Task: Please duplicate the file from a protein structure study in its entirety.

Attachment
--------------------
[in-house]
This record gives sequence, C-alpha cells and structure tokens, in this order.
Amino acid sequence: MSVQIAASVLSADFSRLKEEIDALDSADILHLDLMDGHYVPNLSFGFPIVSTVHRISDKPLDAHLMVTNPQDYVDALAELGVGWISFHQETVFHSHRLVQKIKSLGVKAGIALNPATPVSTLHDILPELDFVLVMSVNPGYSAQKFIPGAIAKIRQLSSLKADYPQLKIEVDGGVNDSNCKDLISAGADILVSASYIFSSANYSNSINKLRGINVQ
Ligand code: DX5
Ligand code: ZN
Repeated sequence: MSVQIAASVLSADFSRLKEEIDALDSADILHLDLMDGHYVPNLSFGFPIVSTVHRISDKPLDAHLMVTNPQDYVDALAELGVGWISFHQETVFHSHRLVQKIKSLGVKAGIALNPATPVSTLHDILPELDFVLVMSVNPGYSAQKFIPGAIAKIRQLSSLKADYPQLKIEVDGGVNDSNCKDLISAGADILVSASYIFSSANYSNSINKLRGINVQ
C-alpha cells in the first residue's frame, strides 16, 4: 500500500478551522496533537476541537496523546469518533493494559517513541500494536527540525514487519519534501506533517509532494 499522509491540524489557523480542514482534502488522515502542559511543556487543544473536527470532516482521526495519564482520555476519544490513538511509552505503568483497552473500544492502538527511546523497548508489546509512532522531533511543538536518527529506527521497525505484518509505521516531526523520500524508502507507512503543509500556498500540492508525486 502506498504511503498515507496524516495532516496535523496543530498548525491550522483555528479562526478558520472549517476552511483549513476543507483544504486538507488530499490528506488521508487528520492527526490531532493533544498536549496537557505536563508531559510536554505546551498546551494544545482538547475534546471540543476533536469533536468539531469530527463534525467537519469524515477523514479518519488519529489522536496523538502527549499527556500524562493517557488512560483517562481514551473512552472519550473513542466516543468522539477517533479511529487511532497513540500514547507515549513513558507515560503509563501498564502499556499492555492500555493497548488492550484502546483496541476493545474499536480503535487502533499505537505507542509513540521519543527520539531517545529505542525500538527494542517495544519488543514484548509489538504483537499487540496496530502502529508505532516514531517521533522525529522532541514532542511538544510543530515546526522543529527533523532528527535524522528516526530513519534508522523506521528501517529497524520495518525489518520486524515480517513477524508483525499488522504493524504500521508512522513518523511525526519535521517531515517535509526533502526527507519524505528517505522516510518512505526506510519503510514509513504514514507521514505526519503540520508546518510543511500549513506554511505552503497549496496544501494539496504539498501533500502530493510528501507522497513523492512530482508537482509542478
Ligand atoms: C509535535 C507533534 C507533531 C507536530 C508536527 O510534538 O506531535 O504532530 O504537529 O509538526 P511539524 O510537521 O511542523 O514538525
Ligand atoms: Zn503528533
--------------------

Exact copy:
[in-house]
This record gives sequence, C-alpha cells and structure tokens, in this order.
Amino acid sequence: MSVQIAASVLSADFSRLKEEIDALDSADILHLDLMDGHYVPNLSFGFPIVSTVHRISDKPLDAHLMVTNPQDYVDALAELGVGWISFHQETVFHSHRLVQKIKSLGVKAGIALNPATPVSTLHDILPELDFVLVMSVNPGYSAQKFIPGAIAKIRQLSSLKADYPQLKIEVDGGVNDSNCKDLISAGADILVSASYIFSSANYSNSINKLRGINVQ
Ligand code: DX5
Ligand code: ZN
Repeated sequence: MSVQIAASVLSADFSRLKEEIDALDSADILHLDLMDGHYVPNLSFGFPIVSTVHRISDKPLDAHLMVTNPQDYVDALAELGVGWISFHQETVFHSHRLVQKIKSLGVKAGIALNPATPVSTLHDILPELDFVLVMSVNPGYSAQKFIPGAIAKIRQLSSLKADYPQLKIEVDGGVNDSNCKDLISAGADILVSASYIFSSANYSNSINKLRGINVQ
C-alpha cells in the first residue's frame, strides 16, 4: 500500500478551522496533537476541537496523546469518533493494559517513541500494536527540525514487519519534501506533517509532494 499522509491540524489557523480542514482534502488522515502542559511543556487543544473536527470532516482521526495519564482520555476519544490513538511509552505503568483497552473500544492502538527511546523497548508489546509512532522531533511543538536518527529506527521497525505484518509505521516531526523520500524508502507507512503543509500556498500540492508525486 502506498504511503498515507496524516495532516496535523496543530498548525491550522483555528479562526478558520472549517476552511483549513476543507483544504486538507488530499490528506488521508487528520492527526490531532493533544498536549496537557505536563508531559510536554505546551498546551494544545482538547475534546471540543476533536469533536468539531469530527463534525467537519469524515477523514479518519488519529489522536496523538502527549499527556500524562493517557488512560483517562481514551473512552472519550473513542466516543468522539477517533479511529487511532497513540500514547507515549513513558507515560503509563501498564502499556499492555492500555493497548488492550484502546483496541476493545474499536480503535487502533499505537505507542509513540521519543527520539531517545529505542525500538527494542517495544519488543514484548509489538504483537499487540496496530502502529508505532516514531517521533522525529522532541514532542511538544510543530515546526522543529527533523532528527535524522528516526530513519534508522523506521528501517529497524520495518525489518520486524515480517513477524508483525499488522504493524504500521508512522513518523511525526519535521517531515517535509526533502526527507519524505528517505522516510518512505526506510519503510514509513504514514507521514505526519503540520508546518510543511500549513506554511505552503497549496496544501494539496504539498501533500502530493510528501507522497513523492512530482508537482509542478
Ligand atoms: C509535535 C507533534 C507533531 C507536530 C508536527 O510534538 O506531535 O504532530 O504537529 O509538526 P511539524 O510537521 O511542523 O514538525
Ligand atoms: Zn503528533